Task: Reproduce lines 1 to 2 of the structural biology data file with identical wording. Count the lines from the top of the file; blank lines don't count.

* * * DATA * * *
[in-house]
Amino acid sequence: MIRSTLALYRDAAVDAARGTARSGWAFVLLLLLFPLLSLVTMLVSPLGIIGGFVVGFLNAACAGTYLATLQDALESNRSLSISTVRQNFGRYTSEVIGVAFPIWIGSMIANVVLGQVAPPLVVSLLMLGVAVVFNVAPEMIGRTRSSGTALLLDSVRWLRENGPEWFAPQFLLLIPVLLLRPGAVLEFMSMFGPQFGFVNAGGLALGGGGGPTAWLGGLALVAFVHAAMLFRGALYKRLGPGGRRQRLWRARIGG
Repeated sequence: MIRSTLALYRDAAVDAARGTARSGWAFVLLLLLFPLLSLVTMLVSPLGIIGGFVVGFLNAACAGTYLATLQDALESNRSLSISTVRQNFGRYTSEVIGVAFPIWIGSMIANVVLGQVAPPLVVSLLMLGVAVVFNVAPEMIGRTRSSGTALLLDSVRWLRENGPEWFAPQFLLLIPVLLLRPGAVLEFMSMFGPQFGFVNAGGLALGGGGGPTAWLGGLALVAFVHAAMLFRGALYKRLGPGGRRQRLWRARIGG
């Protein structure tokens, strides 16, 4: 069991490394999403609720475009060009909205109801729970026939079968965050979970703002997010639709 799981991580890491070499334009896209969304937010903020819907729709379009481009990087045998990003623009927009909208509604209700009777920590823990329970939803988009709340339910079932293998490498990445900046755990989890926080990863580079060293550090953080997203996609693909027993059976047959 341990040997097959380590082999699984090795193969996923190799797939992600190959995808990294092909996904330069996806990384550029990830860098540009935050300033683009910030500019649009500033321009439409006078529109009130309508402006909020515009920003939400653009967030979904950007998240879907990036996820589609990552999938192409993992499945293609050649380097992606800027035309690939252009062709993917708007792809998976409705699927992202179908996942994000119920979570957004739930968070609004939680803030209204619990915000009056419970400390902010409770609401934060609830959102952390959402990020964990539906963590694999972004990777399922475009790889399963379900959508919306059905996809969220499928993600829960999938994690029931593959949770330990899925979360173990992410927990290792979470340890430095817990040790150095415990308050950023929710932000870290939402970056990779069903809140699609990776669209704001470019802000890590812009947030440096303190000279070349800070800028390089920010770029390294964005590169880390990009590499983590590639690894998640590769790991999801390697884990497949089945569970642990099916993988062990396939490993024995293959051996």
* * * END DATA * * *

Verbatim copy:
[in-house]
Amino acid sequence: MIRSTLALYRDAAVDAARGTARSGWAFVLLLLLFPLLSLVTMLVSPLGIIGGFVVGFLNAACAGTYLATLQDALESNRSLSISTVRQNFGRYTSEVIGVAFPIWIGSMIANVVLGQVAPPLVVSLLMLGVAVVFNVAPEMIGRTRSSGTALLLDSVRWLRENGPEWFAPQFLLLIPVLLLRPGAVLEFMSMFGPQFGFVNAGGLALGGGGGPTAWLGGLALVAFVHAAMLFRGALYKRLGPGGRRQRLWRARIGG